Target the processing skills that underpin steady, consistent language development. This systematic progression of tasks focuses on word relationships, prosody, and language organization.
- Understand and use abstract language
- Interpret and effectively use prosody
- Develop language-based reasoning
These lessons individually and as a group, teach children to manipulate increasingly complex units of language. Each one-page activity has a clear, measurable goal and a performance grid for easy measurement, identification of error patterns, and quick documentation of progress.
The lessons are grouped into three skill areas:
- Associations—recognize and explain associations; generate associated words
- Comparisons—identify and explain similarities and differences
- Synonyms —identify, generate, and compare synonyms
- Antonyms—recognize and generate antonyms
- Multiple-Meaning Words—identify, explain, and define multiple-meaning words
- Similes—identify similar characteristics, identify items by characteristics, complete and generate similes
- Emotions—recognize and infer emotions and identify emotional intonation
- Sentence Intonation—recognize intonation, infer sentence meaning from intonation, use intonation appropriately
- Stress and Rhythm—discriminate syllable and word stress and rhythm, interpret changes in stress and rhythm
- Convergent Naming—identify objects from clues, discriminate and identify categories, identify commonalities among objects
- Divergent Naming—name category members by function, parts, and attributes; complete analogies
- Feature Description—describe objects by attributes, parts, and function; generate effective clues about objects
You may purchase Linguistic Tasks individually or as part of the Differential Processing Training Program 3-book set. The 3-book set consists of:
Copyright © 2007
- Interpretation of spoken and written figurative language is a substantial part of understanding language (ASHA, 2001).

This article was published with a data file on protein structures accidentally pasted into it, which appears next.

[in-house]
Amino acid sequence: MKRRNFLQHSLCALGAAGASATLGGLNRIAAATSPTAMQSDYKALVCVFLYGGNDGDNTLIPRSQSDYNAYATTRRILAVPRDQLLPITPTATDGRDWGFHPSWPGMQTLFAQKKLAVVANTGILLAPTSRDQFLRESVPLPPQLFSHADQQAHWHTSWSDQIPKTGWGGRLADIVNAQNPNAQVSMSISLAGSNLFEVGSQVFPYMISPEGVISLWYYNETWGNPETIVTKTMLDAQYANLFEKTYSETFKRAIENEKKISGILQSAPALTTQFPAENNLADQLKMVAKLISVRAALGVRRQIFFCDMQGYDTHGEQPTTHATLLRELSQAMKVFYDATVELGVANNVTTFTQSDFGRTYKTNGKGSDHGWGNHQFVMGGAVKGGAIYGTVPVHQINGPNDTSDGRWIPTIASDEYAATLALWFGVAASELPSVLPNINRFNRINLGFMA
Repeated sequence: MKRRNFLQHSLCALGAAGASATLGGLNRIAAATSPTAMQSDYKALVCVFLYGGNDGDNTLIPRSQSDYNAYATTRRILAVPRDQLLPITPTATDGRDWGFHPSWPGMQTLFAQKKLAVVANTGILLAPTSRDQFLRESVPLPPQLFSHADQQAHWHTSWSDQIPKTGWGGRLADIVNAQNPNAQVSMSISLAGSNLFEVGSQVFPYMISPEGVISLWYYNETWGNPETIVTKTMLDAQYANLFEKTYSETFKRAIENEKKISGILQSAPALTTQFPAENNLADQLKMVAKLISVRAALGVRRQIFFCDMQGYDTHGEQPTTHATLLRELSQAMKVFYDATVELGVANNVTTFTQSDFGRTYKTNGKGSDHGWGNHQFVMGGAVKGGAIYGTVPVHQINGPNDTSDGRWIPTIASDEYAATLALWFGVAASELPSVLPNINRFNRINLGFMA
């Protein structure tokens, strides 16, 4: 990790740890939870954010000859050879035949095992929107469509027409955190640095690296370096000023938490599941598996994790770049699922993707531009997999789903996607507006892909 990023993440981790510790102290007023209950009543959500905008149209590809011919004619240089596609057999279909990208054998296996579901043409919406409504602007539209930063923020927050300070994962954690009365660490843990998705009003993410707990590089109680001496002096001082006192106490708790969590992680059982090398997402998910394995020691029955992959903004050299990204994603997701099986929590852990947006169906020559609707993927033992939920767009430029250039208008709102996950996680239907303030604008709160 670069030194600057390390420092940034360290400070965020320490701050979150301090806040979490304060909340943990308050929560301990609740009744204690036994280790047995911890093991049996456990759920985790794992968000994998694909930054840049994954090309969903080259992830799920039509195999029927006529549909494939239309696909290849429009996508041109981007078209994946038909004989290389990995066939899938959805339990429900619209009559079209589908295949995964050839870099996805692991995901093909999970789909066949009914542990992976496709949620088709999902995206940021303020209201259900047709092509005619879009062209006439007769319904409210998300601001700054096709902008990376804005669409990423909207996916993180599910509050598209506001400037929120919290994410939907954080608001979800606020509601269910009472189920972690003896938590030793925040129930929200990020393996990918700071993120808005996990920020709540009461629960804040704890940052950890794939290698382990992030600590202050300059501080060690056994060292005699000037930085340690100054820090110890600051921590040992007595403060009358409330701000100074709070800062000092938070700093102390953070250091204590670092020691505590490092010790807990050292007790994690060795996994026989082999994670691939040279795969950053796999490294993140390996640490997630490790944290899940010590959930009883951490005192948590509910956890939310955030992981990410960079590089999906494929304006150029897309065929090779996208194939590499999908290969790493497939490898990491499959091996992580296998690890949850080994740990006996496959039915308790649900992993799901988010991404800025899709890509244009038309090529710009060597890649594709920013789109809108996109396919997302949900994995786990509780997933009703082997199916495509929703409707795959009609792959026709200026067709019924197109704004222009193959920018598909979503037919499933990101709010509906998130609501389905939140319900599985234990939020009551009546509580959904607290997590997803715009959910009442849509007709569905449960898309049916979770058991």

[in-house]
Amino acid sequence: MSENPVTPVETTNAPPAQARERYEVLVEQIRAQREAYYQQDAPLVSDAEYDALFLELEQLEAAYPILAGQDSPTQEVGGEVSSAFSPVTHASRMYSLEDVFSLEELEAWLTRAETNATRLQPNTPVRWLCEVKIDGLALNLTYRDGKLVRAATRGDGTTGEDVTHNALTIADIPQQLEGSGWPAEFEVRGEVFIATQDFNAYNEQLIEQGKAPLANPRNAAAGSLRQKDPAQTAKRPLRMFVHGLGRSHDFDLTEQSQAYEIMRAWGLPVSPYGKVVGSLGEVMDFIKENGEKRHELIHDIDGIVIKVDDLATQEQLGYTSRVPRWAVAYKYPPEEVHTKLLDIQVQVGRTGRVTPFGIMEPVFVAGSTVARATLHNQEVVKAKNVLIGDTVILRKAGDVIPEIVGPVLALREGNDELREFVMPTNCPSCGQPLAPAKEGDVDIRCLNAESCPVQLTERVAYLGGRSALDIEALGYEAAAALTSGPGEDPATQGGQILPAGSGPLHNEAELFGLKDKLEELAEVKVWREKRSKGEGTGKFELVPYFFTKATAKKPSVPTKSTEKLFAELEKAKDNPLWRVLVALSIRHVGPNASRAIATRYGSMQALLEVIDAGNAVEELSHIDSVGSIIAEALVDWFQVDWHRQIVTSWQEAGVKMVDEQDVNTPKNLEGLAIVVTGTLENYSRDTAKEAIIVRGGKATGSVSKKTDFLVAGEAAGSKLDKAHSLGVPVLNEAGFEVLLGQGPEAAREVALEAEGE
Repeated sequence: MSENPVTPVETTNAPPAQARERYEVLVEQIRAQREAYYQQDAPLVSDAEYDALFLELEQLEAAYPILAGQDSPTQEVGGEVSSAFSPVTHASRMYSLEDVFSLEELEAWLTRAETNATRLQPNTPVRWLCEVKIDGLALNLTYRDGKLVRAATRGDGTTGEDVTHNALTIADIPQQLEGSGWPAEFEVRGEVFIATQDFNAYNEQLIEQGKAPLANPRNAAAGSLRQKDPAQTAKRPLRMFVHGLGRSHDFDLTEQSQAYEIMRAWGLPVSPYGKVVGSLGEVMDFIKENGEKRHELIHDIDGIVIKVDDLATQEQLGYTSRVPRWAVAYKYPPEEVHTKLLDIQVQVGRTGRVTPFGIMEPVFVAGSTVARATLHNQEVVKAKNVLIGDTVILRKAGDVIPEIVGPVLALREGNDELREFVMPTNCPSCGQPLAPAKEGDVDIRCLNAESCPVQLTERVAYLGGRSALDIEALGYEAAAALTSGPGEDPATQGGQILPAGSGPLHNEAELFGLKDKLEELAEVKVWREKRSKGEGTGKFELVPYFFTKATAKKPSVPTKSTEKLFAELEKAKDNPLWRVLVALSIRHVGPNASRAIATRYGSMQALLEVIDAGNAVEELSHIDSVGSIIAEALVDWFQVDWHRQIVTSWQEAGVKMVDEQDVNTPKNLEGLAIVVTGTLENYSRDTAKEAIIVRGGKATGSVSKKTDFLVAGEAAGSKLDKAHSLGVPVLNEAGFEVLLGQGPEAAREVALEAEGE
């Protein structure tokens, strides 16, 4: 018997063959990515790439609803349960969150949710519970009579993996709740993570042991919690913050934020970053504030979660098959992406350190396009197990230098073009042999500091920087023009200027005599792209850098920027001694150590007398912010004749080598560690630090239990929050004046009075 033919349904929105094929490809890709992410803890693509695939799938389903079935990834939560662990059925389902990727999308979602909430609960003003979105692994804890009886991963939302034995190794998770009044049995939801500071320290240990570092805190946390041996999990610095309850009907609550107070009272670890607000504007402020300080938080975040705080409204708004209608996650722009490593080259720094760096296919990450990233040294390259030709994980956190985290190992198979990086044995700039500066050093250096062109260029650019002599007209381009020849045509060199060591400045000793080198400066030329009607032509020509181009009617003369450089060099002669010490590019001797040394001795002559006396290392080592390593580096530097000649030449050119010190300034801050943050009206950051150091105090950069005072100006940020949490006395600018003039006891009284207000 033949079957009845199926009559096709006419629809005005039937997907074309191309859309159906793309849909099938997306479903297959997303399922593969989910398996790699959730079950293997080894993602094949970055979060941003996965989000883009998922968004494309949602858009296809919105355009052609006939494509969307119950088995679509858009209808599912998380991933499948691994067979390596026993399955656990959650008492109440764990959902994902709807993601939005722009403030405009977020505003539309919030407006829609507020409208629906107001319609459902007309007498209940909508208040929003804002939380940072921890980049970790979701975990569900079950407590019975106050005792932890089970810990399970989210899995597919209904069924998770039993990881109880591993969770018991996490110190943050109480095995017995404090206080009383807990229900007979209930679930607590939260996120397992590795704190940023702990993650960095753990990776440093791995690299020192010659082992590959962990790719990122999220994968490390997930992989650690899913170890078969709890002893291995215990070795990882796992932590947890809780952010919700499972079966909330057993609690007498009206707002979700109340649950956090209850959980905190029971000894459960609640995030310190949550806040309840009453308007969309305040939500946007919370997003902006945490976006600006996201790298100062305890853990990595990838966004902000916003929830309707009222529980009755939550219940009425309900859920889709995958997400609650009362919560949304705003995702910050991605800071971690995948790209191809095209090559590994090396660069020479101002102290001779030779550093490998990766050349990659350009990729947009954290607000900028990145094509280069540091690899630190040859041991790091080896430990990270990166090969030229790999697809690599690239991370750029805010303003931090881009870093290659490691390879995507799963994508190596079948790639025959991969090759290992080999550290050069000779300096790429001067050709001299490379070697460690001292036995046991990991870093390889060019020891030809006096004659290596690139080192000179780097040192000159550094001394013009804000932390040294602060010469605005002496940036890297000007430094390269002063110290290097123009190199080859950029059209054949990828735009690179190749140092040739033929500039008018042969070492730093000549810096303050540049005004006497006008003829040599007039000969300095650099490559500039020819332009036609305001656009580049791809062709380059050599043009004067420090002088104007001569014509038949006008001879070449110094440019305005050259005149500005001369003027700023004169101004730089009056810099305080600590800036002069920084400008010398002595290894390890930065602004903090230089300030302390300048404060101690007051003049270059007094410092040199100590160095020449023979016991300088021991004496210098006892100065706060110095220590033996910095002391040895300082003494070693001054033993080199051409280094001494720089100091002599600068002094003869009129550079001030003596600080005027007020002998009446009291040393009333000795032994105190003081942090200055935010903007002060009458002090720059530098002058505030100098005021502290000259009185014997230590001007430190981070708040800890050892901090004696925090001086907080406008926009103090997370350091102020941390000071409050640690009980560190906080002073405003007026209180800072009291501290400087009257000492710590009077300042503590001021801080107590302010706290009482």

- Effective vocabulary instruction strategies actively engage students and require higher-level cognitive processing. These strategies include identifying synonyms and antonyms, analyzing word features, and using visual aids (Kester-Phillips, Foote, & Harper, 2008).
- Children with language difficulties benefit from direct teaching in analytical skills (Masterson & Perrey, 1999).
- Children with language disorders show difficulty inferring emotions and this may lead to negative social interactions with peers (Ford & Milosky, 2003).
- Students may demonstrate hidden intonation comprehension difficulties when their general speech production skills appear appropriate (Wells & Peppé, 2003).
Differential Processing Training Program Linguistic Tasks incorporates these principles and is also based on expert professional practice.
American Speech-Language-Hearing Association (ASHA). (2001). Roles and responsibilities of speech-language pathologists with respect to reading and writing in children and adolescents. Retrieved September 10, 2009, from http://www.asha.org/docs/pdf/PS2001-00104.pdf
Ford, J.A., & Milosky, L.M. (2003). Inferring emotion reaction in social situations: Different in children with language impairment. Journal of Speech, Language, and Hearing Research, 46, 21-30.
Kester-Phillips, D.C., Foote, C.J., & Harper, L.J. (2008). Strategies for effective vocabulary instruction. Reading Improvement, 45(2), 62-68.
Masterson, J.J., & Perrey, C.D. (1999). Training analogical reasoning skills in children with language disorders. American Journal of Speech-Language Pathology, 8, 53-61.
Wells, B., & Peppé, S. (2003). Intonation abilities of children with speech and language impairments. Journal of Speech, Language, and Hearing Research, 46, 5-20.